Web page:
Reflexively Looking for References and Trust

If you read a lot of scientific papers, or I guess academic papers really, and you care about where the information is coming from, you develop a habit.

I guess I, have developed a habit. I can’t speak for others but I think it’s fairly common.

That habit is to look for references whenever an assertion is made. There are three kinds of assertions in academic writing.

  1. Assertions with references: This is a case where the author has read something elsewhere. Ve wishes to pass that information along to the reader, perhaps to build an argument. A reference shows that the assertion comes from elsewhere, and most importantly, where to find it.
  2. Substantiated claims: In the field of science, this would be direct reference to included data (say, a table or graph), or an inference based on such data. No external reference is necessary. The reader may not trust the data, but the experiments should be repeatable by the reader to be considered valid.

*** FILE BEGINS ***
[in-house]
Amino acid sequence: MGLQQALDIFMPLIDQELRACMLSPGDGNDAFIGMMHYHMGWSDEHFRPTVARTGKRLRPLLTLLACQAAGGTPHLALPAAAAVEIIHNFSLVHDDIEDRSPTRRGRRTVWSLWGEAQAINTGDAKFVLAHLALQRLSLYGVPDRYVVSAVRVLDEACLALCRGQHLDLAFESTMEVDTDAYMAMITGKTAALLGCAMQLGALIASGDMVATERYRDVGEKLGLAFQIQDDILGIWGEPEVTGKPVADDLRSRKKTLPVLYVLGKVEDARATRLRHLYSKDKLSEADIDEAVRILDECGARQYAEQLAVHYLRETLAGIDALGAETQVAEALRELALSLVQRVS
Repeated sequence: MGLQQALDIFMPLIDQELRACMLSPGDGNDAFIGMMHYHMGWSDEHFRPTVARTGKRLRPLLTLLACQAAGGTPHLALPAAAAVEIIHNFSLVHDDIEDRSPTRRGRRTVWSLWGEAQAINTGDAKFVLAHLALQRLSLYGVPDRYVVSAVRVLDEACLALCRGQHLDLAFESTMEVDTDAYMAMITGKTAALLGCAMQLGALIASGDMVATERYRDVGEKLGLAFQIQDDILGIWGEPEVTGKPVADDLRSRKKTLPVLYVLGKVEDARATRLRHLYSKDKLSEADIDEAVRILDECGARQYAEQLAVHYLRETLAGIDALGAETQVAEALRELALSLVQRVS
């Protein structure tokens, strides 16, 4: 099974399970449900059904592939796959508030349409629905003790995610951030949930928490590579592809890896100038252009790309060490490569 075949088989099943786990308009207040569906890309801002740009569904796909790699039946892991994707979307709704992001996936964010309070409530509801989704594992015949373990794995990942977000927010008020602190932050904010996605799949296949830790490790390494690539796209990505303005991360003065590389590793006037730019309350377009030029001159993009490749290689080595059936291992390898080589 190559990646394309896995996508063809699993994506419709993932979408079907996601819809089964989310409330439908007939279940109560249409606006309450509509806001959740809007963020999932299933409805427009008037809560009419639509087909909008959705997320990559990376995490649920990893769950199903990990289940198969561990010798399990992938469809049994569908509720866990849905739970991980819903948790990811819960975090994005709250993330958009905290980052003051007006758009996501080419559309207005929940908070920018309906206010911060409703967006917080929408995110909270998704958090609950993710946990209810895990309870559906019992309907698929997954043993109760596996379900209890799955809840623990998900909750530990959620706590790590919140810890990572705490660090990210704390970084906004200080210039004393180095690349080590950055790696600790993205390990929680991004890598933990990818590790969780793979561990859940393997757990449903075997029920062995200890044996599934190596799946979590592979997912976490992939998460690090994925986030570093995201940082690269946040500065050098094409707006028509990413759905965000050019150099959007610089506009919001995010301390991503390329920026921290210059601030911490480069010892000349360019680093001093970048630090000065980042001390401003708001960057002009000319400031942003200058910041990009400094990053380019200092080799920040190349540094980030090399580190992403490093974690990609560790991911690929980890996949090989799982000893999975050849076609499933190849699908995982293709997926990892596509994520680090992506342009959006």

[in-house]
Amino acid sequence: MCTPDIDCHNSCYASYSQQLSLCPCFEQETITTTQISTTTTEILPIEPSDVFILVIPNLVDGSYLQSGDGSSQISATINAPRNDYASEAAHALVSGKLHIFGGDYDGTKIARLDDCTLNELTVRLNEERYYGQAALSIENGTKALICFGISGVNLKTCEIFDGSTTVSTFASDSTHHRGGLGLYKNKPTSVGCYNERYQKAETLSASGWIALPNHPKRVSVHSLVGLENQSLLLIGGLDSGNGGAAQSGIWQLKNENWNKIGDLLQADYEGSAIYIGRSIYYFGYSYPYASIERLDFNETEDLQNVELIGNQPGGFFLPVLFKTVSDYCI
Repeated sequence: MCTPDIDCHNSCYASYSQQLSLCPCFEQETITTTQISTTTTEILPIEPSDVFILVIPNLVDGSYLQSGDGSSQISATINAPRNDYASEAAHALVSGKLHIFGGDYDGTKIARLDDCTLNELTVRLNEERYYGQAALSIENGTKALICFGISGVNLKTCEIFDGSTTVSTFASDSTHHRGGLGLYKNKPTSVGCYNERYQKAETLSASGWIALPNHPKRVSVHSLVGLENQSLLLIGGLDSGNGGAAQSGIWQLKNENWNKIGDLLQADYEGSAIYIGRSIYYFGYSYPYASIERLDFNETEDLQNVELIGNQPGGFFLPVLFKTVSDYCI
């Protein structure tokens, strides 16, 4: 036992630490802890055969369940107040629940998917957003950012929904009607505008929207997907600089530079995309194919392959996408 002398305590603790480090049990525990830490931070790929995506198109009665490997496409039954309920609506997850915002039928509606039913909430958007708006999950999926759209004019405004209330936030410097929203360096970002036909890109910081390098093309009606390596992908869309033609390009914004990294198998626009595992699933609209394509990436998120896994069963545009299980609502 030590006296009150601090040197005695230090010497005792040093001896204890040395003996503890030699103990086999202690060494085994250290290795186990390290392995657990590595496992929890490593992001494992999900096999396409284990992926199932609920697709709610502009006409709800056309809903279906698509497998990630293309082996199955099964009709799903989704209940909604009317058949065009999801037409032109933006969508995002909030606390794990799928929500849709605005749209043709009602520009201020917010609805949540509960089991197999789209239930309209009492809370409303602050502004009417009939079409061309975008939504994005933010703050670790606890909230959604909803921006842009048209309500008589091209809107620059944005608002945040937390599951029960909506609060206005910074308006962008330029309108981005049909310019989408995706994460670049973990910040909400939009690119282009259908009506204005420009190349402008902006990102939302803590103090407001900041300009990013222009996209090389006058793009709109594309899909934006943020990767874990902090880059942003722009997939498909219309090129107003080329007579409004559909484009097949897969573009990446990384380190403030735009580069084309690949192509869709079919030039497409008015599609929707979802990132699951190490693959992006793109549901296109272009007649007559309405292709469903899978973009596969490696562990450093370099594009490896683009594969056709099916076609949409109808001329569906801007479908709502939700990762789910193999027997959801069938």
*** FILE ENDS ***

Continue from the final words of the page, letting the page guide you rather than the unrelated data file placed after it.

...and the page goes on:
3. Unsubstantiated assertions: These generally fall into two categories: (1) Restatements of common knowledge, which one should know or can easily look up in a general reference or (2) Bullshit.

I call the last item (unsubstantiated claims that cannot easily be verified by a general reference) bullshit because without the back-up included in the other case, the reader has no grounds to believe what is written.

Try reading, say, a religious text with this frame of reference. It’s rather illuminating.